But you know what, I forget their name most of the time, even though I tried every technique imaginable to not let it slip out of my brain. 

But why is it so important anyway? Remembering and using someone’s name in conversation creates a personal connection. 

It shows you value and respect the person, improving the quality of your exchanges.

Likable people know this better than anyone. But for most of them, it’s effortless in any case. 

Their brain is hardwired differently, and they don’t have to even make a conscious effort to remember your name. 

Simply put, a likable person is a people person. This means they also do this:

7) They help without expectations

So, likable people are positive, have a great sense of humor, give out sincere compliments, and remember people’s names. 

But they also offer help or support without expecting anything in return. They’re driven by a genuine desire to see others succeed, promoting a culture of cooperation and goodwill.

It’s incredible to have a colleague, friend, or family member who’s like that. They push you to be better and to bring your A-game at all times because you don’t want to disappoint them. 

But whereas we have a one-size-fits-all personality, they know how important it is to adjust theirs to other people. 

8) They adapt to different personalities

They adapt their communication style to connect with people of diverse personalities and backgrounds.

That’s relatively easy to do when you pay close attention to what others are saying. And let’s face it, many people lack this important ability because they have shortened attention spans.

But, as I was saying, actively listening and paying attention helps them understand people’s perspectives and values.

Whether it’s with a reserved introvert or an outgoing extrovert, likable people make connections that feel comfortable and genuine.

9) They lead by example

Above all else, likable people walk the walk. They’re an example for others and how they should behave.  

Imagine you have a friend or a coworker who is really liked by everyone. They don’t just talk about how things should be done. They actually do those things themselves.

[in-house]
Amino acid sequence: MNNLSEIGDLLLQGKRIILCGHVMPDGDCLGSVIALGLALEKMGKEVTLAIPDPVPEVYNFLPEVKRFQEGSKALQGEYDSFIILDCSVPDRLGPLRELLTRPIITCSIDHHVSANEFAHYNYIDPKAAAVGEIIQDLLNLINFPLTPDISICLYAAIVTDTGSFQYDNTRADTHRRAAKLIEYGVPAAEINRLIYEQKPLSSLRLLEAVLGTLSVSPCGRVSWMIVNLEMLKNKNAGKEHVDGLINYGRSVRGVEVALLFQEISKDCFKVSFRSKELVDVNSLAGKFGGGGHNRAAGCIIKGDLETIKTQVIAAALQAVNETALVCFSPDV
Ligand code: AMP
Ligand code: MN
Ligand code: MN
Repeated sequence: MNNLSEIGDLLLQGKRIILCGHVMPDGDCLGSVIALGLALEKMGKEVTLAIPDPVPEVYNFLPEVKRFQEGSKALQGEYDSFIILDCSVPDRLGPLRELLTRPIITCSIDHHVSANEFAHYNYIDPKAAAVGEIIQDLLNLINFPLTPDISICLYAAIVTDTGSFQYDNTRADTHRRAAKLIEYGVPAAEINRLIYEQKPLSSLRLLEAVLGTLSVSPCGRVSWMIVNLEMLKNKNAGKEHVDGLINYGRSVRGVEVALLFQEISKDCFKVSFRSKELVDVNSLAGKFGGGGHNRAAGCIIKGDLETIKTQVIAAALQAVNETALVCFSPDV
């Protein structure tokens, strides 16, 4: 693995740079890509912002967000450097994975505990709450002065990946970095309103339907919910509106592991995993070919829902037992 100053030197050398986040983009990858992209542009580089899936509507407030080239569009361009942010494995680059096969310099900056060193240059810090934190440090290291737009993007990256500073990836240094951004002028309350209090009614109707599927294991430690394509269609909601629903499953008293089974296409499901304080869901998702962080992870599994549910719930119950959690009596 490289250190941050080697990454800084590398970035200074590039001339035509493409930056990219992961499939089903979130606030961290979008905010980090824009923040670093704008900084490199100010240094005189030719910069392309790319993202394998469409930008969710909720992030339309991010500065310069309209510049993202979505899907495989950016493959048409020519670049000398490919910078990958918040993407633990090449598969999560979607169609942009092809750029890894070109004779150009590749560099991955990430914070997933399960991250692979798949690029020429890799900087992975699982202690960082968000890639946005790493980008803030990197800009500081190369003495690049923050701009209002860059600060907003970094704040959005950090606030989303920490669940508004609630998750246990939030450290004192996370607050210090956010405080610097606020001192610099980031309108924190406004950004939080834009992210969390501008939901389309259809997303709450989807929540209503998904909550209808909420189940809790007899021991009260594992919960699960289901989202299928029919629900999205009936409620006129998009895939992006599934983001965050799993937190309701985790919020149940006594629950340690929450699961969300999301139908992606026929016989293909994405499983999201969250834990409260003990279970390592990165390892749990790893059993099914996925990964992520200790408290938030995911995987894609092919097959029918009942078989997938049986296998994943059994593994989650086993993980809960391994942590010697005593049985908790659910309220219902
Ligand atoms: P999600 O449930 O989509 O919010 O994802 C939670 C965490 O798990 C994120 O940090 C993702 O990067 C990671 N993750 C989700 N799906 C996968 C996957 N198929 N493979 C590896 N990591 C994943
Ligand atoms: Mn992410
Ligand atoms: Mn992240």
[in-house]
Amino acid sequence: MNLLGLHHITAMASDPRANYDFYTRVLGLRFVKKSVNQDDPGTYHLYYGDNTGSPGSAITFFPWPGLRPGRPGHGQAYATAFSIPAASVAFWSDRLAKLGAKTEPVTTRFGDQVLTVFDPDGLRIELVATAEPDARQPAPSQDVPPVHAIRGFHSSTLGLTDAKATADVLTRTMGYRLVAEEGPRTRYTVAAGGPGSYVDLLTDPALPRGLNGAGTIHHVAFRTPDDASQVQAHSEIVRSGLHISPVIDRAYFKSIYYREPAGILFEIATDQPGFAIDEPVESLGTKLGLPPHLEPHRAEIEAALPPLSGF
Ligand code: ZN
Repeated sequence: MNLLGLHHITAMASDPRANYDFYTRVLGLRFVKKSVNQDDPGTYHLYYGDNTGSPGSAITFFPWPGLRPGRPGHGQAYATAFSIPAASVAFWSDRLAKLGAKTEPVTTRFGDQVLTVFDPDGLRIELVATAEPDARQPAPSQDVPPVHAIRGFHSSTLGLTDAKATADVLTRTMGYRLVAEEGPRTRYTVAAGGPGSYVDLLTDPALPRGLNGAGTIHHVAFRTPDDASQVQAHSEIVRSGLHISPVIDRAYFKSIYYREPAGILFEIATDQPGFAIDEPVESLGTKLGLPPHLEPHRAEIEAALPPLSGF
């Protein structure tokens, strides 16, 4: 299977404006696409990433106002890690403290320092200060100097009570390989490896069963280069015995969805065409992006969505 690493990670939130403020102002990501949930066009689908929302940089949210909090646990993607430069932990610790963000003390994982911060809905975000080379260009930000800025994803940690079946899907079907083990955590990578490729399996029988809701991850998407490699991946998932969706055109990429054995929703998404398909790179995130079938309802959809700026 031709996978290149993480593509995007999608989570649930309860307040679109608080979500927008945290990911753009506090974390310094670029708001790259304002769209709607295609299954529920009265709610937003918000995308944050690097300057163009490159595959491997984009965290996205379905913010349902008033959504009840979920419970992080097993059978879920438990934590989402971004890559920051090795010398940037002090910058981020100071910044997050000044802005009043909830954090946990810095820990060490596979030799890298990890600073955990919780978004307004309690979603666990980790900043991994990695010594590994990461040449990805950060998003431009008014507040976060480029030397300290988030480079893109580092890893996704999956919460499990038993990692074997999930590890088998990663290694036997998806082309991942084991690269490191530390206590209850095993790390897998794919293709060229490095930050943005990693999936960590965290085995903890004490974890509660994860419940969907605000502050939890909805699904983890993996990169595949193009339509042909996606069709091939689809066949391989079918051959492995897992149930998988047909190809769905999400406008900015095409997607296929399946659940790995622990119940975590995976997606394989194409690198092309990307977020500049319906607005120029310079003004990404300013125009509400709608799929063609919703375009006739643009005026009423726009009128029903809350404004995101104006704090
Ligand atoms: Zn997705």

For example, if they see something needs to be done, they go and do it. They don’t just say, “You should do this,” or “You should work harder.” 

They work hard themselves.

So, when they lead by example, it means they set a good example for others by doing the right things themselves. 

When people see them doing these good things, they’re more likely to follow their lead and do those good things, too.

That’s why people like and respect them.

10) They celebrate other people’s wins

Instead of feeling envious, endearing people also genuinely celebrate the achievements and successes of their friends, colleagues, and acquaintances.

But unlike most people, they acknowledge and celebrate even small victories and milestones. 

I don’t have to tell you how much it helps in creating a positive atmosphere of progress and achievement.

Final thoughts

Do you think you’re a likable person? Do you bring out the best in people around you? If not, what’s stopping you? 

Could you take a page out of the book of likable people and try doing the things they regularly do and adopting habits that make them so pleasant? 


Simply being more self-aware of how you act around others and implementing a couple of ideas from this article will give you a likability boost for sure. 

Adrian Volenik

Adrian has years of experience in the field of personal development and building wealth. Both physical and spiritual. He has a deep understanding of the human mind and a passion for helping people enhance their lives. Adrian loves to share practical tips and insights that can help readers achieve their personal and professional goals. He has lived in several European countries and has now settled in Portugal with his family. When he’s not writing, he enjoys going to the beach, hiking, drinking sangria, and spending time with his wife and son.